The oXcars involved the following inputs and tried to make them reach people’s minds and imaginations:
- Awards: The ironic definition of the oXcars as “The First Non-Competitive Awards in the History of Culture” drew attention to the fact that applying competitive criteria to the cultural sphere distorts its very essence. By highlighting different aspects of artistic creation, the “Awards Ceremony” showed that culture exists thanks to all of these complementary approaches that exist side by side.
- In finite ways of doing things: With the participation of over 100 projects, the oXcars reaffirmed that there are infinite possible ways to build a shared culture.
- Quality: It was a great show. Right now, it is possible to produce high-quality culture without the involvement of the cultural industry, and to reach as many or more people as you would if you were working inside the industry. An example is the work of Guillermo Zapata (“best film” category ;-)), which is produced through a small, independent structure but has managed to reach 74 million people, or the Blender Foundation who rely on an enormous interconnected network of collaborators and are the envy of Hollywood’s animation industry.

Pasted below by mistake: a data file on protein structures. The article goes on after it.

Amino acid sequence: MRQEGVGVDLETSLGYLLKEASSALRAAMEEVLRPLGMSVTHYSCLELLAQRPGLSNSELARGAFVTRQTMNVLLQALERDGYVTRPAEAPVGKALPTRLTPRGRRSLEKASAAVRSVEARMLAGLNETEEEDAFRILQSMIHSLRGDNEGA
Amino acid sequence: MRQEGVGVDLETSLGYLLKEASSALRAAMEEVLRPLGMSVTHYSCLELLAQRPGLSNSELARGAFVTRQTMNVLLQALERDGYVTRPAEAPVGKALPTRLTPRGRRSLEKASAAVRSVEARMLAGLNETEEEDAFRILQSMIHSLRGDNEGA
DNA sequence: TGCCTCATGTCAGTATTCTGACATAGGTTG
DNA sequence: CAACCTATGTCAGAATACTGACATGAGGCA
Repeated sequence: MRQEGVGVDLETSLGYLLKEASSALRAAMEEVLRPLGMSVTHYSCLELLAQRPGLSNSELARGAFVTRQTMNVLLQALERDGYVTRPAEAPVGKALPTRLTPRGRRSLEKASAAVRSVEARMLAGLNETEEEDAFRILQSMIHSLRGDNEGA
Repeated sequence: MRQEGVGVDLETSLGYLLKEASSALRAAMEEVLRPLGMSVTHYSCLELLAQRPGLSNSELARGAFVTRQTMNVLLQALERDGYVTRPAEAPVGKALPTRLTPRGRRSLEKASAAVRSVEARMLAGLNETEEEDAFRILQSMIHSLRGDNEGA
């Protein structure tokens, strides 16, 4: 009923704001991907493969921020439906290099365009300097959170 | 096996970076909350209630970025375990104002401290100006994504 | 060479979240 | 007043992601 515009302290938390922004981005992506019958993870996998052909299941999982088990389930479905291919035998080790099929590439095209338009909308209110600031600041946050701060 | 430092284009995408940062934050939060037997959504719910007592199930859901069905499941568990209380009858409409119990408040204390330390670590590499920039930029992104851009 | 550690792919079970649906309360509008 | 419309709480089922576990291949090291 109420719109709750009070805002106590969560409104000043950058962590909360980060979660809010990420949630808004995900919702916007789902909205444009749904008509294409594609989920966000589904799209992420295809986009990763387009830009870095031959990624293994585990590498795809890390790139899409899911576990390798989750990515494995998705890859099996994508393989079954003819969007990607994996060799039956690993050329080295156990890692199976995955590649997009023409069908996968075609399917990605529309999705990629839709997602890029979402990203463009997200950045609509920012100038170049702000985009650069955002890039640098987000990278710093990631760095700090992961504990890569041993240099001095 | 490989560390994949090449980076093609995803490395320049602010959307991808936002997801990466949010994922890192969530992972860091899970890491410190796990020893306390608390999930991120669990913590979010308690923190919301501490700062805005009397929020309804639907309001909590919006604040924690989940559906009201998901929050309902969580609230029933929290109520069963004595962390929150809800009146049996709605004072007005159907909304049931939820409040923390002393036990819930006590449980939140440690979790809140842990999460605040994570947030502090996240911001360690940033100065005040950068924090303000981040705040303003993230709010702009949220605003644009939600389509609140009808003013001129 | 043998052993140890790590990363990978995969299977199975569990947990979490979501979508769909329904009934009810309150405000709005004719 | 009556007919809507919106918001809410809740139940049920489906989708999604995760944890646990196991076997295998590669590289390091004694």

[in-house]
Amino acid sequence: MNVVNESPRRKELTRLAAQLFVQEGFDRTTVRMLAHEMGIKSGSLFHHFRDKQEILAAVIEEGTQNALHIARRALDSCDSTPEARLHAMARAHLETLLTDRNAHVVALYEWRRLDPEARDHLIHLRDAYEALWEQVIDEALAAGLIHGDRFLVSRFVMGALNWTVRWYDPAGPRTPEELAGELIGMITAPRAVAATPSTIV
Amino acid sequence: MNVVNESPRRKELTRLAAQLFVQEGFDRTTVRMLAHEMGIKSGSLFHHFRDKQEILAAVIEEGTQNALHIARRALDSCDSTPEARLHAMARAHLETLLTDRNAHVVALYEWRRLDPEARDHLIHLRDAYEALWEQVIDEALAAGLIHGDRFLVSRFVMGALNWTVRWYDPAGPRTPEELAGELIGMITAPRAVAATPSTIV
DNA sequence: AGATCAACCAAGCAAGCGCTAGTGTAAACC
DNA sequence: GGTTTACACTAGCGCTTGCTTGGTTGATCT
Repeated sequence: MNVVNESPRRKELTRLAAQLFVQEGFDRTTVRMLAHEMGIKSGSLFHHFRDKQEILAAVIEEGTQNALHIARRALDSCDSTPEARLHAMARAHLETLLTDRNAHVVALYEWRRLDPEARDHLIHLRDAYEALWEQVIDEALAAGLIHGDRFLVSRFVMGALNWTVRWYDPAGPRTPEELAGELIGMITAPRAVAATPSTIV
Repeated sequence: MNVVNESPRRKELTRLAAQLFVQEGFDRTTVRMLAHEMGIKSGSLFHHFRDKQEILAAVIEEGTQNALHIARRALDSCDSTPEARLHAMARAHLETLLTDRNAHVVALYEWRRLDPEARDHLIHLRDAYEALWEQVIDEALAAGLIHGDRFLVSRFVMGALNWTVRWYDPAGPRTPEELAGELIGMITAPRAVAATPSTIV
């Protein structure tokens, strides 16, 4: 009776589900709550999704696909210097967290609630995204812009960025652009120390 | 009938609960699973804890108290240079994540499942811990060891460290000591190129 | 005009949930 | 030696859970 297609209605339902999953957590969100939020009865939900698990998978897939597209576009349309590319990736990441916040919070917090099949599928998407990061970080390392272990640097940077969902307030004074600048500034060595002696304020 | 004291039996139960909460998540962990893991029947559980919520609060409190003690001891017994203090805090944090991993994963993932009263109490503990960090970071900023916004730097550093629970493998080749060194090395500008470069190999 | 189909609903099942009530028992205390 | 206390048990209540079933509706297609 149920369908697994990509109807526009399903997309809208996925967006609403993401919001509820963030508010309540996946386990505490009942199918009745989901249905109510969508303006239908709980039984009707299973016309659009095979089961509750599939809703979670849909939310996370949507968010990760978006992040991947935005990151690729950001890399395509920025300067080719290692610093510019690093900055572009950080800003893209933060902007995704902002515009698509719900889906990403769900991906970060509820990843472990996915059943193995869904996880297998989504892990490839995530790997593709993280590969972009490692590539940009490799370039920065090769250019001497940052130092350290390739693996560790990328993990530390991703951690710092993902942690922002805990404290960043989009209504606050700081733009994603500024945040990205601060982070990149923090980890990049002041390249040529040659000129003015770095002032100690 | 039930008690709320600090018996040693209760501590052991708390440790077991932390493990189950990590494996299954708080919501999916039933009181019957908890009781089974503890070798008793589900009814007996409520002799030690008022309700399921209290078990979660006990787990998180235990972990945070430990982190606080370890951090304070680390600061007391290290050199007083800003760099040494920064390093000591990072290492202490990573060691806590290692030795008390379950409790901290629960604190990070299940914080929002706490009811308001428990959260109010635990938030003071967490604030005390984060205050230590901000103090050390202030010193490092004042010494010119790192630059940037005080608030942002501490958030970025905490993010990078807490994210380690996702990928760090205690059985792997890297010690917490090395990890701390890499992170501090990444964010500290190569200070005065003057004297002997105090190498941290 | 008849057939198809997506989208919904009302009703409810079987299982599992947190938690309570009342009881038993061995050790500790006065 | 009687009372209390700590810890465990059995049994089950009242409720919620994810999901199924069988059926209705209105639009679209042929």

- Dismantling of myths: The way sampling works in the DJ culture shows that copying is natural. The oXcars explained and showed it through a music section lasting over three hours. Meanwhile, Alan Toner’s account of a day in the life of a P2P user was an evocative example of how a sharing network really works. P2P is not the devil. In the “Future Markets” category, we dismantled another myth: shared culture is not incompatible with the possibility of generating profit. 127 prove this, distributing material with CC licences and allowing free downloads.
- They say it protects artists, but it’s repression: The oXcar Awards wanted to show that, just like in other periods in history, new research developments for the benefit of the community are being held back by powerful lobby groups that defend their own interests. It’s important to keep in mind that these defamatory and repressive practices aren’t a historical exception (we don’t have to wait centuries to realise they are an aberration!). Comparing them to the absurdity of the Inquisition, we created the “Galileo Galilei” Award, awarded to Pablo Soto, who has been persecuted for the progress he has made as a software developer.